Finance and Beyond

July 2002

Cosmologists employing string theory recently postulated that the universe is caught in a cyclical series of big bangs and expansions, started anew when the giant "membrane" containing our universe collides with a "dark matter" membrane a microscopic distance away. Rather than simply dying, the universe is reborn again and again. All of which points to the inevitable question, how will this affect personal finance?

Scientists, as of this writing, are still unsure. Fifty dollars invested in a standard no-fee checking account accruing 3 percent interest over 100 trillion years will yield enough to assist in the financing for most reasonable managed-care facilities, but can this compound interest survive the cymbal-like crashing of opposing states of reality? Quite simply, can your retirement outlive the stars?

Simply converting liquid assets into tangible assets won't do--how to retrieve said assets when they quite suddenly become the building material of several far-flung galaxies? Visits to local financial institutions or calls to portfolio managers may be similarly hampered by the cataclysmic reordering of nature itself--a troubling prospect for those leaving the workforce and unable to start over along with the firmament. Jean Crenshaw, astrophysicist for Ernst & Young, recommends at the very least moving assets away from stocks as the end of the universe approaches, noting that such an event "could cause a market dip. Still, think for the long term and diversify, and if you know anything about quantum stasis fields please give us a call."

In related science news:

--Physicist Joseph Hendricksen, operating on the theory that humans perceive only three of 10 or 11 existing dimensions, negotiated an eight-elevenths reduction in the rent on his two-bedroom Brussels flat, in addition to an exception to his complex's "no pets" policy for his beloved Bichon Frise Bip, as reported in Science.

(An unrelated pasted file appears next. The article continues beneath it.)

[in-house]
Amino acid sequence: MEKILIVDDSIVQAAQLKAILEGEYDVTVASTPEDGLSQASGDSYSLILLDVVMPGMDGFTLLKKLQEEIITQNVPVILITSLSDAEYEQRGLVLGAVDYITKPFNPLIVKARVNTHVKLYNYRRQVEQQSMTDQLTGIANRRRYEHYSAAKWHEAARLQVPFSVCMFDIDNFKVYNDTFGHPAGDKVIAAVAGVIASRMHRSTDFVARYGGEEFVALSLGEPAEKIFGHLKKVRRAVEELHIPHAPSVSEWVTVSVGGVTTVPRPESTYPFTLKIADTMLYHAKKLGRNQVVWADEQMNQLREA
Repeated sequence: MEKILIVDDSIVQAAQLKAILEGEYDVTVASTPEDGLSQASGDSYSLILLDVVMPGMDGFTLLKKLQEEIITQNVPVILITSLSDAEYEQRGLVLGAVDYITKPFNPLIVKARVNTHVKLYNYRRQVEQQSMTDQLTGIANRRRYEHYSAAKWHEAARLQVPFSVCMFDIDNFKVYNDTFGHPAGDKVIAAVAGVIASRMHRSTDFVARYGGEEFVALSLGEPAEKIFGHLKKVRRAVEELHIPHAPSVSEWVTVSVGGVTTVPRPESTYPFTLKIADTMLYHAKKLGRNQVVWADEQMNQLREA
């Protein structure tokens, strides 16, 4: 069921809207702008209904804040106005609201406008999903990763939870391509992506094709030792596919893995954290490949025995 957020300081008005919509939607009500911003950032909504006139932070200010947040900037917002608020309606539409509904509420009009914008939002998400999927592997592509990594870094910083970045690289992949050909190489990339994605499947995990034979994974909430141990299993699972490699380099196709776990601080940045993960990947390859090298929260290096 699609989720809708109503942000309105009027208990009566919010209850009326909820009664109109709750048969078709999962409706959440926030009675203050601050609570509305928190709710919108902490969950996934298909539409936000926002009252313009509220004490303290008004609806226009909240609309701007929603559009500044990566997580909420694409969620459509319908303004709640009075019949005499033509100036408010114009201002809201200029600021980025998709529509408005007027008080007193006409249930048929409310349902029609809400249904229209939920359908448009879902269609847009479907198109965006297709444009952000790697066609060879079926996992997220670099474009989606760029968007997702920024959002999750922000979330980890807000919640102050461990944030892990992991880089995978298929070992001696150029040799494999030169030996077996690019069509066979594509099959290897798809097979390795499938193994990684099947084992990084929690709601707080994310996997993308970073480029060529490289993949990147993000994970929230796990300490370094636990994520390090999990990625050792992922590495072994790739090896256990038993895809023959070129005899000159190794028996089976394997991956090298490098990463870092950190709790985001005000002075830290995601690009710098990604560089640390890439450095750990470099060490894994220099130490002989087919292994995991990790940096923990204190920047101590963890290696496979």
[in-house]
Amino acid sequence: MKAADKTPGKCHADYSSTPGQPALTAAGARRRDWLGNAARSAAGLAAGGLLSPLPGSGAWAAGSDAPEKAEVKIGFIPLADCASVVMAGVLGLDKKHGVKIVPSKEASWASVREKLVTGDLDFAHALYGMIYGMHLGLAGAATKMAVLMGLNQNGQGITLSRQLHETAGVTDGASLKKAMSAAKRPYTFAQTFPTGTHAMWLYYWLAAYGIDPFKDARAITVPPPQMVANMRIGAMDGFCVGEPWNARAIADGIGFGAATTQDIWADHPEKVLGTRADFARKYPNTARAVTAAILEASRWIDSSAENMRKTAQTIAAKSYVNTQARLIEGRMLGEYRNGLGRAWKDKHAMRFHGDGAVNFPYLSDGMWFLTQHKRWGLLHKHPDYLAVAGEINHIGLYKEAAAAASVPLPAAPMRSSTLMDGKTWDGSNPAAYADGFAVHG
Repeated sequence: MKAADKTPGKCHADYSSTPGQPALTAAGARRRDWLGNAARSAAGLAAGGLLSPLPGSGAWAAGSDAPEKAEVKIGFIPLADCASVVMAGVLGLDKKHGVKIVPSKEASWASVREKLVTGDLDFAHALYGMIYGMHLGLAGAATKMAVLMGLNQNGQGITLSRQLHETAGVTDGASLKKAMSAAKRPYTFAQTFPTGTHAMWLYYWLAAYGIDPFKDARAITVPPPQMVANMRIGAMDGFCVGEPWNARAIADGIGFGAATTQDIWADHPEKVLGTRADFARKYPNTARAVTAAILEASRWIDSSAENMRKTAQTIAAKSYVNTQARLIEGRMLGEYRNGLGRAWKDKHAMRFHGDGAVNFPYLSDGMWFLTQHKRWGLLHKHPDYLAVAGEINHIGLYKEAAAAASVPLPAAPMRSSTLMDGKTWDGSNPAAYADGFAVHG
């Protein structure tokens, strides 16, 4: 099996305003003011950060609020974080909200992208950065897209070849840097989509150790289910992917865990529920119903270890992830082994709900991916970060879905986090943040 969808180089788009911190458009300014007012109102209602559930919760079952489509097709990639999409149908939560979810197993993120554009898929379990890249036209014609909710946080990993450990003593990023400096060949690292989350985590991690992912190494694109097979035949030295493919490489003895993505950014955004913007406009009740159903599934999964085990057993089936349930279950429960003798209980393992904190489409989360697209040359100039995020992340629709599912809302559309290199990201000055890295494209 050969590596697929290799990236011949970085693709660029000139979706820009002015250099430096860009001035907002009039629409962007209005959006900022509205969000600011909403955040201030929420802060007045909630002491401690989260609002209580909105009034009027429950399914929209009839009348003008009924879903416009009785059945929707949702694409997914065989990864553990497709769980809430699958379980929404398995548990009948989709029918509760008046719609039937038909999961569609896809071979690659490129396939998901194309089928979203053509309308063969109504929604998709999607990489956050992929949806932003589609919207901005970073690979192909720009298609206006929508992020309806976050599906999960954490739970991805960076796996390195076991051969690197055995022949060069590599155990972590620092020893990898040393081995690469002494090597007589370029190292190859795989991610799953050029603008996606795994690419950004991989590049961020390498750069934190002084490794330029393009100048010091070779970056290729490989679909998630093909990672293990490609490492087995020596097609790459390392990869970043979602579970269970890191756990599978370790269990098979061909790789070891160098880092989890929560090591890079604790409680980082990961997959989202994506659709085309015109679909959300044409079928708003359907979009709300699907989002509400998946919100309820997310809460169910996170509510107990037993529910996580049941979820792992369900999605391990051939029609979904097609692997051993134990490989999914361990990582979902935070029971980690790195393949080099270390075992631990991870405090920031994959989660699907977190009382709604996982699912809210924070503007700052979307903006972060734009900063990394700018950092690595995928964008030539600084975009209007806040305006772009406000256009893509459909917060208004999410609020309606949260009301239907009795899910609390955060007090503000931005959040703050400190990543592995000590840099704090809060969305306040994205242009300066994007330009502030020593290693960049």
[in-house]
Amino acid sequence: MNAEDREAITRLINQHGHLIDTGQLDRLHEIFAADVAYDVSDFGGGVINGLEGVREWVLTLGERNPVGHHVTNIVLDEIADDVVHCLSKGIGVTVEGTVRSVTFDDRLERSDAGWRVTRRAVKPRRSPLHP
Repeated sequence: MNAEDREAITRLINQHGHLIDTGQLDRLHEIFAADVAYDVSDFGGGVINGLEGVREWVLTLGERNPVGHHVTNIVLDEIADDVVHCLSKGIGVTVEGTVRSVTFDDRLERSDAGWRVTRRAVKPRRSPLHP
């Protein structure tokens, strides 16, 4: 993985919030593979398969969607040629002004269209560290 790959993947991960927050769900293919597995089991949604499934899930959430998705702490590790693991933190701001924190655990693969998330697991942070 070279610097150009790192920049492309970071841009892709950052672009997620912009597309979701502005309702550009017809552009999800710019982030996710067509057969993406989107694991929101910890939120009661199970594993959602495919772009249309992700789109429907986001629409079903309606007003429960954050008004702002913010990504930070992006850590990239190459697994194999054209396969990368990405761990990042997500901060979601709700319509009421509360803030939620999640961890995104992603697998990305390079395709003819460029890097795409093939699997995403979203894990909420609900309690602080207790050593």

--Dr. Lars Afsgaard of Norway continued his groundbreaking work in transplanar accounting by establishing a tax shelter in the newly-theorized dark matter membrane, reducing his tax burden (in American dollars) from $113,324 to $13.72, an achievement noted by the Academy of European Scientists as "not too shabby for a socialist country." Further experiments to incorporate his mail-order hand-carved slide-rule business on the dark membrane were inconclusive, with Afsgaard citing the fundamental instability of wire transfers through a laboratory-generated wormhole.

--Applying Einstein's theory of relativity, Harris DeWarr of Carnegie Mellon University has calculated the rate of accrual, d, of frequent flier miles, f, as one approaches the speed of light. DeWarr has predicted numerous business-class upgrades by 2042, as well as "owning those bastards at United."

--NASA researchers James Delmonico and Ted Cleary, studying the latest imagery from the Hubble Space Telescope, have uncovered further evidence of the existence of anti-credit, the invisible galaxy-spanning substance whose gravitational pull has greatly reduced their credit rating and is the real reason they can't scrape together that money they owe you just yet, honest.


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One man's quest to be the humblest person alive
Copyright 2013, Chris White